Dan Freund, Eau Claire bankruptcy lawyer

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This page contains general information. Contact a WBG attorney for specific advice.

This article explains the foreclosure procedure. For what to do if you face foreclosure see Wisconsin Home Mortgage Foreclosure: What Can You Do?

You’ve fallen behind on home payments. Your lender threatens foreclosure. What does that mean?

Summons and Complaint

A Wisconsin foreclosure begins with a “summons” and “complaint.” The summons tells you the deadline for responding to the complaint.

This is a crucial time – you could lose valuable rights if you don’t respond promptly and properly. Work with a lawyer to determine whether to contest the complaint or, for mortgages signed on or after April 27, 2016, whether to ask the court for extra time to sell your home. Even if you don’t fight the foreclosure, you should still file an “appearance” to assure you will receive notices as the case progresses.

The initial period is also a good time to look at your entire financial situation. Should you try to save your home? Can you save your home? Do you have other issues that you can solve at the same time? Your attorney should conduct a complete debt relief consultation to determine your best course of action.

During this preliminary period you have the right to stop the foreclosure and reinstate your mortgage by paying the amount you are past due plus the mortgage company’s reasonable attorney fees. You’ll lose this right once the case goes to judgment.

You also have the right to file a Chapter 13 bankruptcy to suspend the foreclosure and catch up on past due payments over a three to five year period. (And, in some cases, you can ask your lender to work with you in a Chapter 13 to modify your mortgage.)  You have this right all the way until the confirmation hearing (discussed below).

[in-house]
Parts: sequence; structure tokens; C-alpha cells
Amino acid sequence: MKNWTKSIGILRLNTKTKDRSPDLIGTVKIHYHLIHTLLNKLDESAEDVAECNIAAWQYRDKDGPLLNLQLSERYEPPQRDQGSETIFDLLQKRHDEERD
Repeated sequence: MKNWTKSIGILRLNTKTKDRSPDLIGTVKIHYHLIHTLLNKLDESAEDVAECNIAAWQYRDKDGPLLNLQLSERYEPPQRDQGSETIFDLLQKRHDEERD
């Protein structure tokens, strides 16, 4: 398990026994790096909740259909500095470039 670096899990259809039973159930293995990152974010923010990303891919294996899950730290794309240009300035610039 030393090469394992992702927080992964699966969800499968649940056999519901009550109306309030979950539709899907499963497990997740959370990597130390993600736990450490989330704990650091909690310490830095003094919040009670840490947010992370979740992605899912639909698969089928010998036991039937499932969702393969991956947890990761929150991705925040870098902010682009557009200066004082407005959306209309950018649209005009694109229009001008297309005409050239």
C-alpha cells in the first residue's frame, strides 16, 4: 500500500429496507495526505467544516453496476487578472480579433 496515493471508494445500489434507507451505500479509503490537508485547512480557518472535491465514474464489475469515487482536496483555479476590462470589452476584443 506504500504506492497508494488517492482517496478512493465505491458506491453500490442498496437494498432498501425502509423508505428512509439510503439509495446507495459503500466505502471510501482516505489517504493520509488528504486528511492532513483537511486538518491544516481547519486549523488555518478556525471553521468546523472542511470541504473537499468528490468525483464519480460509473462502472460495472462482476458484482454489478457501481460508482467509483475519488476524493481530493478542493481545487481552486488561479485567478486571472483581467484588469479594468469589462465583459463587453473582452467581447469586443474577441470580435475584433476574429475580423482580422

If you don’t fight the foreclosure – or if you fight and lose – the judge will give your mortgage company a judgment. The judgment starts the clock running on a “redemption” period.

Redemption Period

The redemption period can run from three to twelve months. The length depends on three factors. First, whether you still live in the home. Second, whether the mortgage company wants to try to collect from you after the foreclosure. And third, for mortgages signed on or after April 27, 2016, whether you show the judge at the beginning of the case that you intend to sell your home and have it listed for sale.

Between the judgment date and the confirmation hearing date you can: (a) sell your home, (b) refinance your loan elsewhere or (c) simply continue to live in the home rent-free.

If you can raise the funds to catch up on your loan, you can suspend the foreclosure past the redemption period. But if you fall behind in the future the suspended foreclosure will resume.

Sheriff sale

After the redemption period ends your mortgage company can set a sheriff sale. The law does not require that you receive notice of the sale. So near the end of your redemption period you should watch for the sale notice in the classified ads in your local newspaper.

Sheriff sales take place at the courthouse. At the appointed time a deputy announces the sale and opens the bidding. Often the mortgage company is the only bidder.

You can continue to live in your home after the sheriff sale. However, you should be ready to vacate at or before the time of the confirmation hearing (discussed next). And even after the sale you can still sell, refinance, or file a Chapter 13 bankruptcy to catch up on payments.

Confirmation hearing

After the sheriff sale – often within a month or less – the judge will hold a hearing to confirm the sale. You will not receive notice of the confirmation hearing unless you have either contested the foreclosure or filed an appearance.

Once the judge confirms the sale you no longer own your home.  You cannot sell it, refinance the loan, or save the home with a bankruptcy.


If you do not voluntarily vacate the home within days of the confirmation hearing then whoever purchased the home can have you evicted.


In almost all Wisconsin home foreclosures the mortgage company gives up the right to collect any money from the borrower. In those cases the confirmation hearing ends the foreclosure.

In the remaining cases the mortgage company will have the right to try to collect a judgment for the difference between the loan amount the sheriff sale amount.

More bankruptcy questions? Check our our FAQ page.

This page contains general information. Contact a WBG attorney for specific advice.
Wisconsin Bankruptcy Guide is provided by law firms designated as Debt Relief Agencies by the federal government because we help people file for relief under the Bankruptcy Code. We also provide other types of debt relief options.

Image credit: flickr/Jeff Turner

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